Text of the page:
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R tip: Reshape data with tidyr

InfoWorld | Oct 3, 2018

See how the tidyr R package’s gather and spread functions work. Plus a bonus look at labeling in ggplot2

Copyright © 2018 IDG Communications, Inc.

Hi, I’m Sharon Machlis, Director of Editorial Data & Analytics at IDG Communications. I’m here with Episode 12 of Do More With R: Reshaping data with the tidyr package.
It’s Murphy’s Law of Data: The data you have isn’t always in the format that you need. And not all problems have to do with mistakes or gaps in the data. Sometimes you’ve got wide data that needs to be long; or long data that needs to be wide.
Let’s work on an example. I’ll read in a spreadsheet of home prices in 5 U.S. metro areas: Boston, Detroit, Philadelphia, San Francisco, and San Jose (which I’m calling Silicon Valley). More specifically, data about home prices every 2 years, when all cities started with an index of 100 in 1995. This data runs from 2000 to 2018.
Here’s a look at the spreadsheet:
And here’s what it looks like when I import it with the rio package.
This is a pretty human-friendly format. It’s sometimes referred to as a “wide” format. Each metro area has its own column, and you can scan down each column and see the movement for that metro area.
But if you want to graph that with ggplot2, you want the data in so-called tidy, or “long”, format. One observation per row, and no data in column names. So you can easily tell ggplot2 color by city. Right now, the city information is in COLUMN NAMES, not the data itself.
Another example: If I want to calculate which city had the highest index value in each year, it’s pretty easy to calculate which number is highest in each row. But if you want to show which metro area had the highest index value, you have to pull information from the column name.
Here’s what a tidy version of this data looks like.
One observation per row: The quarter, the home-price index value, and the Metro area. Not as easy for a person to scan, but much better for analyzing in R – especially with tidyverse packages.
So, if the only version of your data was the wide version
How do you get the long version? One way is with the tidyr package’s “gather” function.
gather() takes at least 3 arguments: 1st the name of your data frame, second the name you want for your new category column – that’s called the key. And third is the name you want for your new value column, that’s called the value. After that are any columns that you want “gathered” into the new key and value columns. If you don’t supply any column names, all the columns get gathered. In this case, we want all the city columns gathered but not the Quarter column. I can exclude that with minus Quarter.
If I run that
You’ll see I’ve got a long or tidy version of the data. So once again that was gather, my data frame, name of new category column, name of new value column, then outlining the columns I want to gather or excluding the ones not to gather with a minus sign.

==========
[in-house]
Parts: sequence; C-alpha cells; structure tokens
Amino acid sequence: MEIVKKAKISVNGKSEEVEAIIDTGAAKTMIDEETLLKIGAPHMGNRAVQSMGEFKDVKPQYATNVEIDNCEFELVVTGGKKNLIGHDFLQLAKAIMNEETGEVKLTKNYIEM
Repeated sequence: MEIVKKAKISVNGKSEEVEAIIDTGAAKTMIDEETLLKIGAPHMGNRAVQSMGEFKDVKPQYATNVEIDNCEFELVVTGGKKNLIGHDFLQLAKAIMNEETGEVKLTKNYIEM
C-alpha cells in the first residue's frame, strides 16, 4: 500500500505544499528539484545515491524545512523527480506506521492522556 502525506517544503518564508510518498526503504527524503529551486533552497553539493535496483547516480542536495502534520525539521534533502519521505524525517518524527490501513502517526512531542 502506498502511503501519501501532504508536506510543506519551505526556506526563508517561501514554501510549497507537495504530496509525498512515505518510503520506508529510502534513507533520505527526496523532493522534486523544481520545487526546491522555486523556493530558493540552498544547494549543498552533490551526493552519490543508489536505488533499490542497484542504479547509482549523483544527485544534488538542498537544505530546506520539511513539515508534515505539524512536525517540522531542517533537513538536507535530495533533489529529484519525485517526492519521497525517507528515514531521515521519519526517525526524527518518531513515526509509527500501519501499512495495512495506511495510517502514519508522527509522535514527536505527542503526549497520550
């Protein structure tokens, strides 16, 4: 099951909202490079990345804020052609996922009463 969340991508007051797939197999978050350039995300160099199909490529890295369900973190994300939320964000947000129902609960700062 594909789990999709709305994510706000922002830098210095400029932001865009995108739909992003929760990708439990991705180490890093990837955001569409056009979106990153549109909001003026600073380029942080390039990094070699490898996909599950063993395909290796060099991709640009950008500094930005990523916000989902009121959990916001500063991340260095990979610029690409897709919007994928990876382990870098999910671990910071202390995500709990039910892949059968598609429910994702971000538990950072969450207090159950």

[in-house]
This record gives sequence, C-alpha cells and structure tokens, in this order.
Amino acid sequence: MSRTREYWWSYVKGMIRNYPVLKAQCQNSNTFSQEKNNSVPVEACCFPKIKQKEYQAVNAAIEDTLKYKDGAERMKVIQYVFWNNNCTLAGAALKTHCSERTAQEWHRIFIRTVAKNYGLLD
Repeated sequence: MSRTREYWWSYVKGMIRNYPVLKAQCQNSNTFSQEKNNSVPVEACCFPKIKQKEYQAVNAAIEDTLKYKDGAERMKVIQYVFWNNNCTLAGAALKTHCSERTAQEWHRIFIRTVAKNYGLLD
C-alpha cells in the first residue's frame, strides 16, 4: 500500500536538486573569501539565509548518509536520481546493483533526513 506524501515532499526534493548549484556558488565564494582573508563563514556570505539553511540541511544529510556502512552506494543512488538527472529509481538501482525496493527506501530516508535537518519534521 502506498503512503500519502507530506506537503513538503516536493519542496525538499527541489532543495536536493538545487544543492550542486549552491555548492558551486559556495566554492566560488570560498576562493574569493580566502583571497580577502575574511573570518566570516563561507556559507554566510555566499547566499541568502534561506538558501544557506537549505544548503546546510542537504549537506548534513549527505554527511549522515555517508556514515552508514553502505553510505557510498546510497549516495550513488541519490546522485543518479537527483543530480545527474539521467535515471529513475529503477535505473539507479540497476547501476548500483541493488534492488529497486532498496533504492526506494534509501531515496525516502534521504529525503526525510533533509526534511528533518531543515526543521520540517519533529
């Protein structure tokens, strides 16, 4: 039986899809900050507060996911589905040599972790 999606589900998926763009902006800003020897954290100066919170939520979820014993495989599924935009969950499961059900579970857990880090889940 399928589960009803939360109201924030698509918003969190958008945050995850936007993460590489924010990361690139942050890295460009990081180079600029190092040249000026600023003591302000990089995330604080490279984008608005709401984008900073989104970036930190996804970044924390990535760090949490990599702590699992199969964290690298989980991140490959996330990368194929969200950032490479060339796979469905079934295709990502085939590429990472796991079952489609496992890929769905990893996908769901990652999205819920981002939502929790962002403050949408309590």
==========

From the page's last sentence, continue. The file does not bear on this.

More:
This version is much easier to graph with ggplot2.
The first code group is a default ggplot line chart with this data. Just by adding group = MetroArea my chart plots each metro area as its own series, or line. color = MetroArea gives each line a different color.
The second code group adds a little more customization to the plot:
I’ve selected a different theme, and then tweaked that by removing all the background grids and y-axis label, adding a title and subtitle, and centering the title and subtitle. Before I go back to reshaping, I’d like to show you a cool package that works with ggplot2 called directlabels.
I’m using the same customized plot I just made, but storing it in a variable called my_customized_plot. Then I’ll run the direct-dot-label function on it, with the argument last.points and a slight horizontal justification of the text. And see what happens.
Instead of a legend, I’ve got a nice label for each line! I do love that as an option for some plots.
Back to reshaping.
Let’s say we started off with this as tidy data, but wanted to make it “wide” to create a table that’s easier to read. Basically going from the long data frame we had now to that first version we saw with each metro area in its own column. For that, you need the opposite of gather() which is spread().
spread() also takes data, key, and value as arguments. In this case, the data is your tidy data frame. Key is the name of the existing column where you want the values each turned into their own columns. For this data, it’s MetroArea. We have one column with metro areas, and we want each one to be in its own column. Value is the name of the existing column that holds the values that should be spread out into the new columns. R may not know for sure whether that should be the Index column or the Quarter column unless we tell it.
So let’s run that.
And now we’re back to wide data.
That’s it for this episode, thanks for watching! For more R tips, head to the More With R video page at That’s https go dot infoworld dot com slash more with R, all lowercase except for the R. Or, you can add the “Do More With R” playlist to your YouTube library. So long, and hope to see you next episode!
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